“You’re going to be okay,” London said, her voice firm and strong. From the table her phone buzzed again, but she ignored it, 100 percent focused on me. “Whatever happens with Painter, me and Jessica are your family. We’ll be here for you. I promise. Do you understand?”
I nodded, feeling a little stronger.
“I’m great with kids,” Jess broke in. “Probably because I think like them . . . Mixed blessing. But Loni’s right—you aren’t alone in this. I hope he pulls his head out of his ass and does the right thing, but if he doesn’t you’re better off without him.”
“And what’s the right thing?” I asked. “Like he’s supposed to marry me or something? I’m not ready to be married.”
Wasn’t ready to be a mother, either.
“The right thing is pulling his shit together and fathering his child,” Loni said bluntly. “I know you’re worried about raising a child in the club, but Reese did it, and he did it well. Bam Bam and Dancer are great parents. It’s possible, but only if Painter makes that choice—that’s on him, and nobody else. I’d love it if you two managed to work things out romantically, but even that isn’t the issue here. Taking care of your baby is the issue and you don’t need him to do that.”
She was right.
“I can do this, can’t I?” I whispered, looking between them. Jessica smiled and nodded.
“You’re the strongest, smartest person I know,” she said. “And even when things get hard, you keep fighting. That’s a lot more than you and I got from our mothers.”
Loni’s phone went off for what had to be the tenth time.
“You know, if I wanted to answer the fucking phone, I would’ve already,” she said, her voice soft, yet somehow deadly. As if to taunt her, the phone buzzed again. Abruptly, she picked it up and threw it across the room, shattering it against the wall.
What the hell?
Jess and I gaped. Loni stared back at us, then gave a little shrug.
“Just because I’m not threatening to skin Painter’s balls doesn’t mean I’m in my happy place. I’ll call Reese when I’m damned good and ready.”
“Loni, you sort of kick ass,” I whispered. She gave me a grim smile.
“I have my moments.”
A loud pounding noise filled the air—someone at the door.
“If he has even an ounce of sense, that’s Painter with two dozen roses and a ring,” Jess growled. Loni and I shared a glance.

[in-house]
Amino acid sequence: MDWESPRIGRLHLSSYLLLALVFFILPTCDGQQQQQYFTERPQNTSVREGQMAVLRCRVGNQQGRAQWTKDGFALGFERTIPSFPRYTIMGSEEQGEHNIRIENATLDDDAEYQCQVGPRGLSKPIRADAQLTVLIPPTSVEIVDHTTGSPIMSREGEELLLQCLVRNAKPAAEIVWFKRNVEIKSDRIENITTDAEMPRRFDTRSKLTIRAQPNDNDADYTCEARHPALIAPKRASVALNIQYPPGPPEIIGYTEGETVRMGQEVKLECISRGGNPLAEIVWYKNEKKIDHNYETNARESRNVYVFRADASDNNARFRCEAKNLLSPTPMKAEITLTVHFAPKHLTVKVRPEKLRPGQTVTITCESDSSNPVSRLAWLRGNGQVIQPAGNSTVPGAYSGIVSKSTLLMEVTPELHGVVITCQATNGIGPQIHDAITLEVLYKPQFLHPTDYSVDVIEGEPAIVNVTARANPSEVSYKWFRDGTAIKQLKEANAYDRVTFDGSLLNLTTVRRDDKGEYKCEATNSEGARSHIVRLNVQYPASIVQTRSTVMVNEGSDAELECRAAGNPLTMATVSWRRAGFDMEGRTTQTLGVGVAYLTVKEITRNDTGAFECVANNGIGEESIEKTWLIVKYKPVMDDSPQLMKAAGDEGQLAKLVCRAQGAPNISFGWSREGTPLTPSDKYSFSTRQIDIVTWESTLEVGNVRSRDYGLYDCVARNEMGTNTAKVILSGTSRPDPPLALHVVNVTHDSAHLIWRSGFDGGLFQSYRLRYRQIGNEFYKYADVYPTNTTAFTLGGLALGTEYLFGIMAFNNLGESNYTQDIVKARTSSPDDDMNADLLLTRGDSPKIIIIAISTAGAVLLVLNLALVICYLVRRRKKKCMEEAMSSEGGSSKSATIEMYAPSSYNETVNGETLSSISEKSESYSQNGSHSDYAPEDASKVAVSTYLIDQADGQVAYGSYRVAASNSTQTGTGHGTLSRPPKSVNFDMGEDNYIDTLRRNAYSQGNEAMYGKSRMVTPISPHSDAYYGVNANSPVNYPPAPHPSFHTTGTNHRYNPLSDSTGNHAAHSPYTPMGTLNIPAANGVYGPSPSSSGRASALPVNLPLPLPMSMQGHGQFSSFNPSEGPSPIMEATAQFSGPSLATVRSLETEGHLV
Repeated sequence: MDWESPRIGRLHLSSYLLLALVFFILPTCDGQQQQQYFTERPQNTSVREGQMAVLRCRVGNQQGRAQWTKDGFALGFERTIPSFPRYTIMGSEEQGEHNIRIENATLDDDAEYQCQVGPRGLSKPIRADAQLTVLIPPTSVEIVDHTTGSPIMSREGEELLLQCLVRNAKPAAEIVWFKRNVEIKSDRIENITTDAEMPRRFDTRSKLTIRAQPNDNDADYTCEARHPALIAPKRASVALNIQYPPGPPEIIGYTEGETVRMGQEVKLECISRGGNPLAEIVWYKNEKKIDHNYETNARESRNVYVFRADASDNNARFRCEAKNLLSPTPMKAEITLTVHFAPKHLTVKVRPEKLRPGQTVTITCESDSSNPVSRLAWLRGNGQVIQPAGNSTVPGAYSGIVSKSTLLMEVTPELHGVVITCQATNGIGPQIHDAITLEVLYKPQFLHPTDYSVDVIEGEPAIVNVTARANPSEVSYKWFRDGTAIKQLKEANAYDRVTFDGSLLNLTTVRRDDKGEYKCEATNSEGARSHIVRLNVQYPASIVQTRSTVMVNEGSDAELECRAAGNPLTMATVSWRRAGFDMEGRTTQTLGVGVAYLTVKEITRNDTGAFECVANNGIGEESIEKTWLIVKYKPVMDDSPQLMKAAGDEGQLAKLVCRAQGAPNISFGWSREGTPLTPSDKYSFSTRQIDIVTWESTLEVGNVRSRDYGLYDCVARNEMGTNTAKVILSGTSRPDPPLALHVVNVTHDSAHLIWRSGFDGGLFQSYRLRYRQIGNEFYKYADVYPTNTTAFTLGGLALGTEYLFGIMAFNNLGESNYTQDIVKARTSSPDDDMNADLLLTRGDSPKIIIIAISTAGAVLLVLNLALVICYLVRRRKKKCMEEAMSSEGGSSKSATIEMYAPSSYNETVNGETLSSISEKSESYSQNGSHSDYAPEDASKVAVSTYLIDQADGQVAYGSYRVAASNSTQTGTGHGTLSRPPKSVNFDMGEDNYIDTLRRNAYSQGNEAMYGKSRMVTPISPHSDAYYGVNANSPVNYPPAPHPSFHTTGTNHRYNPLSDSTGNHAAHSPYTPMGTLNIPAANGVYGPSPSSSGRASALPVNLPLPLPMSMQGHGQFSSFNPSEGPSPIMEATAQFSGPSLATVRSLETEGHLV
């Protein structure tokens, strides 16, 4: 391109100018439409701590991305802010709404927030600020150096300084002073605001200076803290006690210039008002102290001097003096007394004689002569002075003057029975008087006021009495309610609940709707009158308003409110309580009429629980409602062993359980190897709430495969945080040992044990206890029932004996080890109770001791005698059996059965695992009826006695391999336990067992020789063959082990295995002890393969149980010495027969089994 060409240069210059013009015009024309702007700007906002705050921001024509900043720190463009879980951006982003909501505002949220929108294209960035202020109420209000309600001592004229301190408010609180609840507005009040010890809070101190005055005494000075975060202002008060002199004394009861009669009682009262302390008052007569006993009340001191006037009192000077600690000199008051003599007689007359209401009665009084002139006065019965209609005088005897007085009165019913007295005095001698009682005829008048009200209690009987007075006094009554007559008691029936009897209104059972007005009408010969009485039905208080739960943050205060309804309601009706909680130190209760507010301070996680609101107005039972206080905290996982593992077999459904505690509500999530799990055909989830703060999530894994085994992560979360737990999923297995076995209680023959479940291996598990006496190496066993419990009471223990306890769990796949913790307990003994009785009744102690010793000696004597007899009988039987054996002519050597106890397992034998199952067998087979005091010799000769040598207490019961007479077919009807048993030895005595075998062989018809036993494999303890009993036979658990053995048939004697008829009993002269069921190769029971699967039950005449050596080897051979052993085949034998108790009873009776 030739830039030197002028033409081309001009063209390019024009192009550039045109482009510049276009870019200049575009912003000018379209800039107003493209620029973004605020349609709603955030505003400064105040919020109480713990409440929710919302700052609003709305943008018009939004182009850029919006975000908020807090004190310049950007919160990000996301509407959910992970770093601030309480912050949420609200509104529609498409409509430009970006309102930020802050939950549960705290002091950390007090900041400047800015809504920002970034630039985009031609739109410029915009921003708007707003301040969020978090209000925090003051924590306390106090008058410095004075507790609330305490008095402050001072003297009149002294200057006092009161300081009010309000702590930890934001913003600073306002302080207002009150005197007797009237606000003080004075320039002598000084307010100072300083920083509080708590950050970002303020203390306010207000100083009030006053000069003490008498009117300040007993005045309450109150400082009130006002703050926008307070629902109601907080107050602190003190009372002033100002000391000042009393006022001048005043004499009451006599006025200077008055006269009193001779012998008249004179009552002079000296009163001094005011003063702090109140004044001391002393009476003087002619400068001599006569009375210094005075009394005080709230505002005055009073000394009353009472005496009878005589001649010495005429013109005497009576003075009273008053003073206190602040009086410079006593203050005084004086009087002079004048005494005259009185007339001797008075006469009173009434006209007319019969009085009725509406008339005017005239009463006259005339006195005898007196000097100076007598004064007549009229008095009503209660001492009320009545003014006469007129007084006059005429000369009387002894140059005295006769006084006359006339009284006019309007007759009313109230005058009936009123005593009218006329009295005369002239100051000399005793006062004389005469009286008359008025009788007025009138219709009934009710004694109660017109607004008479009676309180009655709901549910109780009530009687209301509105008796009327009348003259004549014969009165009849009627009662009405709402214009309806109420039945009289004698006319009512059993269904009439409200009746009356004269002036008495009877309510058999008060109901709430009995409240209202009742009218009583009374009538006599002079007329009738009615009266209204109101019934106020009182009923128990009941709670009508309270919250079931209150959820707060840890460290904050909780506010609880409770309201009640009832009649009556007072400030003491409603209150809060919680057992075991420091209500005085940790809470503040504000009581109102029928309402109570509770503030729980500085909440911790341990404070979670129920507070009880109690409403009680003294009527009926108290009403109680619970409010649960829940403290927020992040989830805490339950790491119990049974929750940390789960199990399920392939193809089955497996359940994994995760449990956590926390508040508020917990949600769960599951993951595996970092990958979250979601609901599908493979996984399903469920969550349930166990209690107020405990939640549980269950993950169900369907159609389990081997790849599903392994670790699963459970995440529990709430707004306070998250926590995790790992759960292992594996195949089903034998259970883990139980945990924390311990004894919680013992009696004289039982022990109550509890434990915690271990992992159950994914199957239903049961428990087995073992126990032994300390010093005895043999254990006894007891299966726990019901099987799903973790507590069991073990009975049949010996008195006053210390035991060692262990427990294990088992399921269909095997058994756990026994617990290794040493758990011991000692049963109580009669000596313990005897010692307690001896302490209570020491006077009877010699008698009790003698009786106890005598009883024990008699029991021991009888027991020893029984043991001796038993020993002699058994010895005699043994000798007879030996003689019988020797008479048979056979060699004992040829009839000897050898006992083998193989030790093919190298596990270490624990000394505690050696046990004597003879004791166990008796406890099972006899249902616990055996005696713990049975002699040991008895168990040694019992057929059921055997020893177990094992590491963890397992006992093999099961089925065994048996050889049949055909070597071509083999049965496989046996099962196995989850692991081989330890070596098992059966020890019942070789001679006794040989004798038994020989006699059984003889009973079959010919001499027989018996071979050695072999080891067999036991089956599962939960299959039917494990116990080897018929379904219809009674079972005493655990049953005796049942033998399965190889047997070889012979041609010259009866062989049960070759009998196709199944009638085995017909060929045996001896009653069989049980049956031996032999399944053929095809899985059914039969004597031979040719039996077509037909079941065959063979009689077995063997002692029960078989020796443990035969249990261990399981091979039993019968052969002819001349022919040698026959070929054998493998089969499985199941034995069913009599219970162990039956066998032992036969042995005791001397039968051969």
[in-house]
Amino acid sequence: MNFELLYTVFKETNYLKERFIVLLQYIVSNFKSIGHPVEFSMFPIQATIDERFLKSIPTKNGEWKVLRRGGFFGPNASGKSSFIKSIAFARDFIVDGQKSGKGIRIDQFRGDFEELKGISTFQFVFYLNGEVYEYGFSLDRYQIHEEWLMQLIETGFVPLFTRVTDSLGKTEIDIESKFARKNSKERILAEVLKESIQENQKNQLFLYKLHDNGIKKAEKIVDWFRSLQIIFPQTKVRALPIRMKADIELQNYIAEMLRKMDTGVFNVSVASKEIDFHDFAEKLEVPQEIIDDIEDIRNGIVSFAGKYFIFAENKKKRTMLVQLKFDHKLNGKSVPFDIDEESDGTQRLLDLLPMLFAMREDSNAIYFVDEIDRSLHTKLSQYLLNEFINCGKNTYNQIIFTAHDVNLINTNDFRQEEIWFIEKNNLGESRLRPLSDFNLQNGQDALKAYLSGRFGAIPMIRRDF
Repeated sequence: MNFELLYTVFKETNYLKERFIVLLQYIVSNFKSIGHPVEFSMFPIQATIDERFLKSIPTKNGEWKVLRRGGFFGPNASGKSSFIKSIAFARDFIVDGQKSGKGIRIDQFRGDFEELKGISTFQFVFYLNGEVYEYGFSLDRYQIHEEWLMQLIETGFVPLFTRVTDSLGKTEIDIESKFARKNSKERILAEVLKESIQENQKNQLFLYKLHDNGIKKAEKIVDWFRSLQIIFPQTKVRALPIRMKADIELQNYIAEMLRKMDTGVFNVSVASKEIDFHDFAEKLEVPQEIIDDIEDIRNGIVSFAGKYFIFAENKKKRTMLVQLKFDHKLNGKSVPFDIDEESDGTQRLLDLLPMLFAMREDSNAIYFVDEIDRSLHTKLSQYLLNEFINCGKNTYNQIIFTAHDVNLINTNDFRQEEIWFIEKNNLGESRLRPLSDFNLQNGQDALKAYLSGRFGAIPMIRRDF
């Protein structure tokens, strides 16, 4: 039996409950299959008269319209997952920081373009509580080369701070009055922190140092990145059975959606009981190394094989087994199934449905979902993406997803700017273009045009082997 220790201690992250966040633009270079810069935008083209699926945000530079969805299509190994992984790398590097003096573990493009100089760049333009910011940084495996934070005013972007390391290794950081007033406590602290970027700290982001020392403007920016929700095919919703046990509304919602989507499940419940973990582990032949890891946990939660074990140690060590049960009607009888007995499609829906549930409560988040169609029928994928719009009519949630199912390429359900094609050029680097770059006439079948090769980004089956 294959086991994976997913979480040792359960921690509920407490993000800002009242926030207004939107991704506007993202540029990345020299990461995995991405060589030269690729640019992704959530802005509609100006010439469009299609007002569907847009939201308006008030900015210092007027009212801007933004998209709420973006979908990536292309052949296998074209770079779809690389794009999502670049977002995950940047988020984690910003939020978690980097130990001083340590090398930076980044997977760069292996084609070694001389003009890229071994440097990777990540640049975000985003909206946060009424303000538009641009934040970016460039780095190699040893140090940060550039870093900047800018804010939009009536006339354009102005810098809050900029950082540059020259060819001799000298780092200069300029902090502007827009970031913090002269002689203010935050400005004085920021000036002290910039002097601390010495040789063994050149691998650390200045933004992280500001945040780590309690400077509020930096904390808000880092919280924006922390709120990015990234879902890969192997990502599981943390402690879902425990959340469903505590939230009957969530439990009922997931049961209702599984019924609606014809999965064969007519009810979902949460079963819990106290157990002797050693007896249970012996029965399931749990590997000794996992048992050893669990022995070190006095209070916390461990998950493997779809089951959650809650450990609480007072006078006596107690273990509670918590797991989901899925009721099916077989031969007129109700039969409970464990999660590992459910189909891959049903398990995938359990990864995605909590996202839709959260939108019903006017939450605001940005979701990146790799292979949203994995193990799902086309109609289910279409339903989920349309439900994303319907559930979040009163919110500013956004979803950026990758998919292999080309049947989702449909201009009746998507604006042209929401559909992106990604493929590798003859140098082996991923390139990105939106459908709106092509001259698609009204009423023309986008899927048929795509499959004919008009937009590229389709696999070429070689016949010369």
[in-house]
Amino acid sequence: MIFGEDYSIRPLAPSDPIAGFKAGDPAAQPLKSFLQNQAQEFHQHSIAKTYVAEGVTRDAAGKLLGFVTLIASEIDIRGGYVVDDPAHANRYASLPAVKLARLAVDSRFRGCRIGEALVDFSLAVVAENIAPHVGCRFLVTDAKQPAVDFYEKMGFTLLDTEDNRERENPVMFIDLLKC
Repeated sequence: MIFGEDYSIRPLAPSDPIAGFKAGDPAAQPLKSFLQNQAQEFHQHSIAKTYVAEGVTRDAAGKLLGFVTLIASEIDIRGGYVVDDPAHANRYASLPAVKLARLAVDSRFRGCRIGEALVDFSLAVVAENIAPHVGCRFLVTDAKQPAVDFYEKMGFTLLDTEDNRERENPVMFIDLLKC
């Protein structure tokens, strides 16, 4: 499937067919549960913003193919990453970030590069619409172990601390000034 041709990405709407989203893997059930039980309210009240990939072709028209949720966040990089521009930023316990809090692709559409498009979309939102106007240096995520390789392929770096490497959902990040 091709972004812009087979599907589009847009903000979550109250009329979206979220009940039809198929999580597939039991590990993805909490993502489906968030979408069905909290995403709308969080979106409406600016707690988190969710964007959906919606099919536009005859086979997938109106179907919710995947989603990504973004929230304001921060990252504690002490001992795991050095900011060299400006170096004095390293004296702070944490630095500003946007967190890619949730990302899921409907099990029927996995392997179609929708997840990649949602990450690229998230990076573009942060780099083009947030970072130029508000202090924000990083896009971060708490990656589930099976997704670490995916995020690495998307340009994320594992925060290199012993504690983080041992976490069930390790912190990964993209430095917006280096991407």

“I’m not ready to get married,” I reminded her.
“It’s not about you saying yes, it’s about him offering.”
The pounding came again, so I dragged my rear out of the chair and walked over to the window. I don’t know who I was expecting—maybe Painter, or even Reese.
Instead I saw BB, a big lumbering bear of a prospect.
“What is it?” I asked, opening the door.
“We need all of you back out at the Armory,” he said. “Picnic tried to call but nobody answered.”
Loni came to stand behind me. “We’re busy.”
He shook his head. “No, ma’am. Something’s going on and they want all the women out there where it’s safe. You have to come with me.”
“Oh shit,” Loni said, her face going pale. “Okay, girls, grab a change of clothes. I’ll drive.”
I rode to Ellensburg twenty minutes behind the pack, figuring it would be safer. They’d be more likely to attract police attention than a lone rider would. Not only that, if they arrived first they could scope out the situation with Marsh, warning me off if Gage couldn’t. Hopefully it wouldn’t come to that—when I’d messaged him saying I was on my way he hadn’t given any indication that there was trouble, but he didn’t answer when I called, either. Just a texted acknowledgment. Could’ve been anyone sending it.
The three-hour ride gave me plenty of time to think about the situation with Melanie, though. I’d fucked it up. Fucked it up big-time and was almost certainly making it worse by going to Ellensburg instead of dealing with her right now. I couldn’t just leave Gage hanging, though . . . and much as Mel meant to me, talking to her now or talking to her tomorrow wasn’t a matter of life and death.
Gage might not have that luxury.
When I finally pulled into Ellensburg, I found a string of messages on my phone between me, Gage, and Picnic.
GAGE: Downtown at the Banner Bank Tavern. They have a beer garden on one of the side streets—closed to traffic. Marsh and his crew are drunk as fuck and he’s tweaking. Paranoid. Got six cops watching us. Worried that Marsh will blow it
PICNIC: Across the street. Don’t want to come over unless we need to. Think it might set Marsh off?
GAGE: Hang back for now. Painter you anywhere near yet?
PICNIC: He’s behind us, should be here soon.
That last message was ten minutes ago, so things must still be under control . . . or else they’d fallen to utter shit and they were too busy fighting to message me. Either way, I needed to get my ass over there ASAP.
Ellensburg was a relatively small town, so it wasn’t that hard to find the bar. Took a while to get there because the streets were choked with what felt like a thousand hot rods. Had to leave my bike parked down the street, too—didn’t much like that. Although to be fair, the bike was probably the least of my worries today.